Oxytocin and vasopressin are very similar to each other. Both are only nine amino acids long, and between the two peptides, only two of the amino acids are different. They both act in both the peripheral and central nervous systems. In the peripheral nervous system, oxytocin is one of the hormones responsible for inducing uterine contractions during birth, release of milk into the collecting ducts in new mothers, and is elevated during orgasm in both men and women. Vasopressin is important for kidney function and blood pressure regulation. It helps to regulate how much water is released from the body as urine, and can increase blood pressure. In the Central Nervous System, oxytocin has been shown to have very important functions related to memory, mother-infant bonding, pair bonding, and trust. Vasopressin also plays a role in memory and partner preference, as well as aggression and circadian rhythm. In many cases, oxytocin and vasopressin seem to be reciprocal to one another: Oxytocin disrupts memory, while vasopressin enhances it.
In people with anorexia nervosa, the concentration of oxytocin in the brain is reduced, and peripheral nervous system responses are reduced or impaired. Vasopressin, on the other hand, is elevated. In patients with bulimia, oxytocin levels are normal, but vasopressin is elevated. These reduced and elevated hormonal profiles are most likely to be the result of restricted eating and starvation rather than the cause of them. But the elevated levels of vasopressin may play a role in recovery. If vasopressin is important during the formation and retrieval of memories, it could be contributing to the difficulty many patients have in changing their old routines of restriction.
I said earlier that I simply “decided one day” to stop having an eating disorder, but it really didn’t work that way. I’ve committed to memory the approximate caloric value of most foods that I eat regularly, so it’s a rare day that I don’t have a running tally going on in my head of how much I’ve eaten that day. Is an elevated level of vasopressin influencing that behavior? Maybe. Is it the sole cause of it? Probably not. But I think it’s helpful to remember that recovery is not a simple act of willpower. Willpower and empowerment play an important part, but there are all sorts of reasons why it’s harder than it seems like it should be, and we’ve only just begun to scratch the surface when it comes to this kind of research.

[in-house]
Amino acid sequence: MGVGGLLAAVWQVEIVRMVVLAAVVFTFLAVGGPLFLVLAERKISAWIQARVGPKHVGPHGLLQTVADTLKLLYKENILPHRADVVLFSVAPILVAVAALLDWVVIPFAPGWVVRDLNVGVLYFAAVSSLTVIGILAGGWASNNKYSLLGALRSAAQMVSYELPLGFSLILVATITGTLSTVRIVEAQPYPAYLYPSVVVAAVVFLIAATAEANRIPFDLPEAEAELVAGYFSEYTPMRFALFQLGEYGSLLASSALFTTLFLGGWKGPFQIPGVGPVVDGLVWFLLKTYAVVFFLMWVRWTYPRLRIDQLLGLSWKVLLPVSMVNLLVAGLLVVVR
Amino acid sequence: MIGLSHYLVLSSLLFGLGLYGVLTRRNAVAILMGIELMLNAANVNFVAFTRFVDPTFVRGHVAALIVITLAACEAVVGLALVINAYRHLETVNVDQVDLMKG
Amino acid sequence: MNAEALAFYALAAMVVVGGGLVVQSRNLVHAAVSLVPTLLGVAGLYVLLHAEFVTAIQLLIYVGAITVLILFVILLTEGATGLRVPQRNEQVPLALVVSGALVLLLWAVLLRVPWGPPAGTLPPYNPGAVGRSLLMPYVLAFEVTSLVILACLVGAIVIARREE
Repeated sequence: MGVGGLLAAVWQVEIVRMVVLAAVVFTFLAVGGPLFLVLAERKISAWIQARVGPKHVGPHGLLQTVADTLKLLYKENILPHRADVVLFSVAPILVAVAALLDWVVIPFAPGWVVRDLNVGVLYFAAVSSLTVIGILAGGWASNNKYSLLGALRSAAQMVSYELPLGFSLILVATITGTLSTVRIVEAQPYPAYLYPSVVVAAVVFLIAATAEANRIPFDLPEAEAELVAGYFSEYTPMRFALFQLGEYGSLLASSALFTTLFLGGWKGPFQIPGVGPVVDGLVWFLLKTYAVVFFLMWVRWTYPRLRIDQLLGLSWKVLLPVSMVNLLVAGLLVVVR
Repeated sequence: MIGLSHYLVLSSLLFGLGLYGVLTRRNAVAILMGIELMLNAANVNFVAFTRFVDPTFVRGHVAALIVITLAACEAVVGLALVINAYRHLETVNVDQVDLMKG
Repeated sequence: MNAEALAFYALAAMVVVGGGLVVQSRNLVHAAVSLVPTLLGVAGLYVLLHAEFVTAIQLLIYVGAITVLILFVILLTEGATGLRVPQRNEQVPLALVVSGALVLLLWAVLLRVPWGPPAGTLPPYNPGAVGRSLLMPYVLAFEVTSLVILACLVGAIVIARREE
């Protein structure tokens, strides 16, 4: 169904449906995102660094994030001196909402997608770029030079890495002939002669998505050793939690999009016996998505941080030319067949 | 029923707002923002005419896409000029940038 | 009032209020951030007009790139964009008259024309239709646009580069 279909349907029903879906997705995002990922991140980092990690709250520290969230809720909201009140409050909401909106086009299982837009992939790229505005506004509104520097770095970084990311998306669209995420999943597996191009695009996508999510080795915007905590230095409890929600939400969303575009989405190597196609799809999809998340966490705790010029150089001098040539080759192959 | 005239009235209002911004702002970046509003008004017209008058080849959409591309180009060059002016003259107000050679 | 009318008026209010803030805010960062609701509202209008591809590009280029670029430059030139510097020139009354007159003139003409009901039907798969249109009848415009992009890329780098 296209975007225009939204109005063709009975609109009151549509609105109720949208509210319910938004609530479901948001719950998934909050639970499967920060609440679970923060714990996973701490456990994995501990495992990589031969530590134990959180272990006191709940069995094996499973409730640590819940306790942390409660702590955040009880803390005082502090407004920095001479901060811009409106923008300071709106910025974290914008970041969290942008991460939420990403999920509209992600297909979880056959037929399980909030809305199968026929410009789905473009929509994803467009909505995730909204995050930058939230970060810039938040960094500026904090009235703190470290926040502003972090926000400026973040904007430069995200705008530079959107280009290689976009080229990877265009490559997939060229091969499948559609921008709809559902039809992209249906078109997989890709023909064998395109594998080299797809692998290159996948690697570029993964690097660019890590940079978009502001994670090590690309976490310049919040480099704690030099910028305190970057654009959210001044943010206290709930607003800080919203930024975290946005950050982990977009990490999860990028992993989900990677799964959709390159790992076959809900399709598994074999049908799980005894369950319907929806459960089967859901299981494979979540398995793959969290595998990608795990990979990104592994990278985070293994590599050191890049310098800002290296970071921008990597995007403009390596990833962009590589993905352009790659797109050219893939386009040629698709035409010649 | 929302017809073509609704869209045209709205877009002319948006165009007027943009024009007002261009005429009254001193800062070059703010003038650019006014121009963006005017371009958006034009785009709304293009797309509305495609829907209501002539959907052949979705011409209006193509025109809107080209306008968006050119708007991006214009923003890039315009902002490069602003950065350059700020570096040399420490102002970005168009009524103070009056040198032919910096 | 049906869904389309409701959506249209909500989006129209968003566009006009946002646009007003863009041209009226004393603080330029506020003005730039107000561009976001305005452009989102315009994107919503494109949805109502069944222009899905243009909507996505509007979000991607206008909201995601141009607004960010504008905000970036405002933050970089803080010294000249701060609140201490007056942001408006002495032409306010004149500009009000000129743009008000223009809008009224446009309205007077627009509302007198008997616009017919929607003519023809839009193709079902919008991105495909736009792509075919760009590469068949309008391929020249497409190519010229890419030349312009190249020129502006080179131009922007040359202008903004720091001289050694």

Bailer, U., & Kaye, W. (2003). A Review of Neuropeptide and Neuroendocrine Dysregulation in Anorexia and Bulimia Nervosa Current Drug Targets-CNS & Neurological Disorders, 2 (1), 53-59 DOI: 10.2174/1568007033338689
Frank, G. (2000). CSF oxytocin and vasopressin levels after recovery from bulimia nervosa and anorexia nervosa, bulimic subtype Biological Psychiatry, 48 (4), 315-318 DOI: 10.1016/S0006-3223(00)00243-2
Kaye, W. (1996). Neuropeptide abnormalities in anorexia nervosa Psychiatry Research, 62 (1), 65-74 DOI: 10.1016/0165-1781(96)02985-X